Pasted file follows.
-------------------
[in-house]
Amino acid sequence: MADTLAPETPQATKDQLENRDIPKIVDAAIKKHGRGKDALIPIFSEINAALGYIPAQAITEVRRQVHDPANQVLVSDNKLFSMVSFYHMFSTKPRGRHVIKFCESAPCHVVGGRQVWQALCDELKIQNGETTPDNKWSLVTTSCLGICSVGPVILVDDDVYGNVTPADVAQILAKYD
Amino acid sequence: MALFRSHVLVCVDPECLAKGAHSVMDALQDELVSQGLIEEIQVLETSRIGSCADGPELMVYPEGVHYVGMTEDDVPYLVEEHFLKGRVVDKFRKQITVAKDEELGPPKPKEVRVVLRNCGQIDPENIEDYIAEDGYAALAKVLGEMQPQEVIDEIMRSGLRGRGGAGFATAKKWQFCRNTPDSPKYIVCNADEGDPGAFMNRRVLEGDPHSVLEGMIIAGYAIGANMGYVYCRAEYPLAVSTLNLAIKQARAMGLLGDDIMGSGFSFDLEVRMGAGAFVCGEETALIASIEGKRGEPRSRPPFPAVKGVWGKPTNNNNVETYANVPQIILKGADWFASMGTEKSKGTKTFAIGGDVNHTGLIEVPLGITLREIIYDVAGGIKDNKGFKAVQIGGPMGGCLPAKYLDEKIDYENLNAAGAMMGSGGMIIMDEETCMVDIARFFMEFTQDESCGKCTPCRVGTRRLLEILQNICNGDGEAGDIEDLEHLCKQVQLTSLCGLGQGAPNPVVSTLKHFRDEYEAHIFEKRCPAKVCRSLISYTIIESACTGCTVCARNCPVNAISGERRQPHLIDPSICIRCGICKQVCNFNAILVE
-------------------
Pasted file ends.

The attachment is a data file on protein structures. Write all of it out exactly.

[in-house]
Amino acid sequence: MADTLAPETPQATKDQLENRDIPKIVDAAIKKHGRGKDALIPIFSEINAALGYIPAQAITEVRRQVHDPANQVLVSDNKLFSMVSFYHMFSTKPRGRHVIKFCESAPCHVVGGRQVWQALCDELKIQNGETTPDNKWSLVTTSCLGICSVGPVILVDDDVYGNVTPADVAQILAKYD
Amino acid sequence: MALFRSHVLVCVDPECLAKGAHSVMDALQDELVSQGLIEEIQVLETSRIGSCADGPELMVYPEGVHYVGMTEDDVPYLVEEHFLKGRVVDKFRKQITVAKDEELGPPKPKEVRVVLRNCGQIDPENIEDYIAEDGYAALAKVLGEMQPQEVIDEIMRSGLRGRGGAGFATAKKWQFCRNTPDSPKYIVCNADEGDPGAFMNRRVLEGDPHSVLEGMIIAGYAIGANMGYVYCRAEYPLAVSTLNLAIKQARAMGLLGDDIMGSGFSFDLEVRMGAGAFVCGEETALIASIEGKRGEPRSRPPFPAVKGVWGKPTNNNNVETYANVPQIILKGADWFASMGTEKSKGTKTFAIGGDVNHTGLIEVPLGITLREIIYDVAGGIKDNKGFKAVQIGGPMGGCLPAKYLDEKIDYENLNAAGAMMGSGGMIIMDEETCMVDIARFFMEFTQDESCGKCTPCRVGTRRLLEILQNICNGDGEAGDIEDLEHLCKQVQLTSLCGLGQGAPNPVVSTLKHFRDEYEAHIFEKRCPAKVCRSLISYTIIESACTGCTVCARNCPVNAISGERRQPHLIDPSICIRCGICKQVCNFNAILVE